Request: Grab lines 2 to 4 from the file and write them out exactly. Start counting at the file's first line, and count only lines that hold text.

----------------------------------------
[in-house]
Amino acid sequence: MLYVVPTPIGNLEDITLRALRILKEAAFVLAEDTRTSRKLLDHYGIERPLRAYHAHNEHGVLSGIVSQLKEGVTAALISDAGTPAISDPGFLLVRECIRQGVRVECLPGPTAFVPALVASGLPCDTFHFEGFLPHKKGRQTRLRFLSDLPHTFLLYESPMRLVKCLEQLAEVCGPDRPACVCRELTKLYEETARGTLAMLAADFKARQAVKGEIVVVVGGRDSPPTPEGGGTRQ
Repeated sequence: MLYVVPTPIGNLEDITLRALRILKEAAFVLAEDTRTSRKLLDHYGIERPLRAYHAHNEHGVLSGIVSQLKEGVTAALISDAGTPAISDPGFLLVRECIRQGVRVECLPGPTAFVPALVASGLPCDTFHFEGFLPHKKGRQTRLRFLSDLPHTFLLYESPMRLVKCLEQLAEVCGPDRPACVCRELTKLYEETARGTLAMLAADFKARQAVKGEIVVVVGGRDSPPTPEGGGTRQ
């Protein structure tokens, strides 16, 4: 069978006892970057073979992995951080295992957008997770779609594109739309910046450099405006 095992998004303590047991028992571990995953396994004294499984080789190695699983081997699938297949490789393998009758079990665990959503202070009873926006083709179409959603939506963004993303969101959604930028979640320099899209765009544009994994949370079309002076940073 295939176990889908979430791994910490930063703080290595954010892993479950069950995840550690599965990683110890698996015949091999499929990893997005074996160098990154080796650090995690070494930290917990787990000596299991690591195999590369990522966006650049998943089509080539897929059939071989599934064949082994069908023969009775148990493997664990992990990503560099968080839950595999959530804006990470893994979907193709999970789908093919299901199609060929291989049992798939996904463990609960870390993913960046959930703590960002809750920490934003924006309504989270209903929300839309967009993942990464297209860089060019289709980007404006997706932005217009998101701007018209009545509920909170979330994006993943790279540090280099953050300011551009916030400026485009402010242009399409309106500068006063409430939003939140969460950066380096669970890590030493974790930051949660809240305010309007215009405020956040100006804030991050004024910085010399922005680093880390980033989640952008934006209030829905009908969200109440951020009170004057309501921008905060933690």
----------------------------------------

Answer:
Amino acid sequence: MLYVVPTPIGNLEDITLRALRILKEAAFVLAEDTRTSRKLLDHYGIERPLRAYHAHNEHGVLSGIVSQLKEGVTAALISDAGTPAISDPGFLLVRECIRQGVRVECLPGPTAFVPALVASGLPCDTFHFEGFLPHKKGRQTRLRFLSDLPHTFLLYESPMRLVKCLEQLAEVCGPDRPACVCRELTKLYEETARGTLAMLAADFKARQAVKGEIVVVVGGRDSPPTPEGGGTRQ
Repeated sequence: MLYVVPTPIGNLEDITLRALRILKEAAFVLAEDTRTSRKLLDHYGIERPLRAYHAHNEHGVLSGIVSQLKEGVTAALISDAGTPAISDPGFLLVRECIRQGVRVECLPGPTAFVPALVASGLPCDTFHFEGFLPHKKGRQTRLRFLSDLPHTFLLYESPMRLVKCLEQLAEVCGPDRPACVCRELTKLYEETARGTLAMLAADFKARQAVKGEIVVVVGGRDSPPTPEGGGTRQ
């Protein structure tokens, strides 16, 4: 069978006892970057073979992995951080295992957008997770779609594109739309910046450099405006 095992998004303590047991028992571990995953396994004294499984080789190695699983081997699938297949490789393998009758079990665990959503202070009873926006083709179409959603939506963004993303969101959604930028979640320099899209765009544009994994949370079309002076940073 295939176990889908979430791994910490930063703080290595954010892993479950069950995840550690599965990683110890698996015949091999499929990893997005074996160098990154080796650090995690070494930290917990787990000596299991690591195999590369990522966006650049998943089509080539897929059939071989599934064949082994069908023969009775148990493997664990992990990503560099968080839950595999959530804006990470893994979907193709999970789908093919299901199609060929291989049992798939996904463990609960870390993913960046959930703590960002809750920490934003924006309504989270209903929300839309967009993942990464297209860089060019289709980007404006997706932005217009998101701007018209009545509920909170979330994006993943790279540090280099953050300011551009916030400026485009402010242009399409309106500068006063409430939003939140969460950066380096669970890590030493974790930051949660809240305010309007215009405020956040100006804030991050004024910085010399922005680093880390980033989640952008934006209030829905009908969200109440951020009170004057309501921008905060933690």